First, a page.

HRT


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HRT

abbr.
hormone replacement therapy

HRT

abbreviation for
(Medicine) hormone replacement therapy

HRT

hormone replacement therapy.
ThesaurusAntonymsRelated WordsSynonymsLegend:
Noun1.HRT - hormones (estrogen and progestin) are given to postmenopausal women; believed to protect them from heart disease and osteoporosis
therapy - (medicine) the act of caring for someone (as by medication or remedial training etc.); "the quarterback is undergoing treatment for a knee injury"; "he tried every treatment the doctors suggested"; "heat therapy gave the best relief"
References in periodicals archive ?
The direct beneficiaries of the HRT-craze have been the pharmaceutical companies who have turned HRT into a multi-billion dollar industry.
HRT replaces this hormone and can reverse all the effects of the menopause, including hot flushes, night sweats, mood swings, depression, loss of sex drive and vaginal dryness.
During this period, 26 women in the non-HRT group died and 33 died or experienced a cardiovascular end-point, compared to 15 deaths and 16 deaths or cardiovascular end-points in the HRT group.
In a paper published in the Journal of Family Planning and Reproductive Health Care last night, experts from South Africa, Germany and the UK said the Million Women Study - which has reiterated the link several times - does not establish HRT as a cause of breast cancer.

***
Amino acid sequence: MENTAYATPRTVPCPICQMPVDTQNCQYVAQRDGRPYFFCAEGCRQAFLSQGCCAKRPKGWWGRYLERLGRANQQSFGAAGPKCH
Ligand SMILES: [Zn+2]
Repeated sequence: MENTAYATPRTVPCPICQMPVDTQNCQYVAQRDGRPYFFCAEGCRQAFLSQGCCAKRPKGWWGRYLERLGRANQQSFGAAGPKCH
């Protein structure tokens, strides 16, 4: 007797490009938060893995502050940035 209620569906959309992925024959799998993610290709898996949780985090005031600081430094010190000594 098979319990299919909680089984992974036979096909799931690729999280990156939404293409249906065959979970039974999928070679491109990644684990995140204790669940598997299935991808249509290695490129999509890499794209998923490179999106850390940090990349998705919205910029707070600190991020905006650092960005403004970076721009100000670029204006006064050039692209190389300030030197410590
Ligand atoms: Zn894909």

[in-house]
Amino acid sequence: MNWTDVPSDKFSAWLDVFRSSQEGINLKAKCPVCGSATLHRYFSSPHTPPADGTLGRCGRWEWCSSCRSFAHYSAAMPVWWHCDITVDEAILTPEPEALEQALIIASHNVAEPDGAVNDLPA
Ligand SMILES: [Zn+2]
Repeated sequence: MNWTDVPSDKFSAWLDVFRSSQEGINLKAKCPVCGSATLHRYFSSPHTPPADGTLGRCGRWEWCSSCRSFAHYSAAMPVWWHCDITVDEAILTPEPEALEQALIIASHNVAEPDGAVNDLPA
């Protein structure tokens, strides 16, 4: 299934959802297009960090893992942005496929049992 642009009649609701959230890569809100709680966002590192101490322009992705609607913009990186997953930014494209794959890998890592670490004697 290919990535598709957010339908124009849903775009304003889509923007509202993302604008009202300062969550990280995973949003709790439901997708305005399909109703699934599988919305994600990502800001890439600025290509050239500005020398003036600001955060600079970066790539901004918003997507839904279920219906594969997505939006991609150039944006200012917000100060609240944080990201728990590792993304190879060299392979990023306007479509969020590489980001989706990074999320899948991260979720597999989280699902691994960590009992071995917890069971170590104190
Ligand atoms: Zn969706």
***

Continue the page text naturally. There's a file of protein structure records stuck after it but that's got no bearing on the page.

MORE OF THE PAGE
Its findings suggest HRT use in the UK resulted in 1300 extra cases of ovarian cancer between 1991 and 2005.
The research indicates a woman's risk of suffering ovarian cancer returns to normal within a few years of giving up HRT.
American scientists say the cancer-causing potential of the sex hormones used in HRT has been common knowledge in the scientific community for well over 70 years.
Now researchers who reviewed the results of 28 trials involving almost 40,000 patients have concluded that HRT increased the risk of stroke by 29 per cent.
Other experts do not agree that HRT is suitable for even a select population of women at high risk for osteoporosis.
A HRT is no longer recommended to prevent heart disease in healthy women (primary prevention) or to protect women with pre-existing heart disease (secondary prevention).
Observational studies may point to the value of HRT to protect your heart, but clinical trials don't have the same findings.
Through detailed questionnaires, the researchers collected data on HRT use and other variables such as diet, health and reproductive history, and alcohol and tobacco use.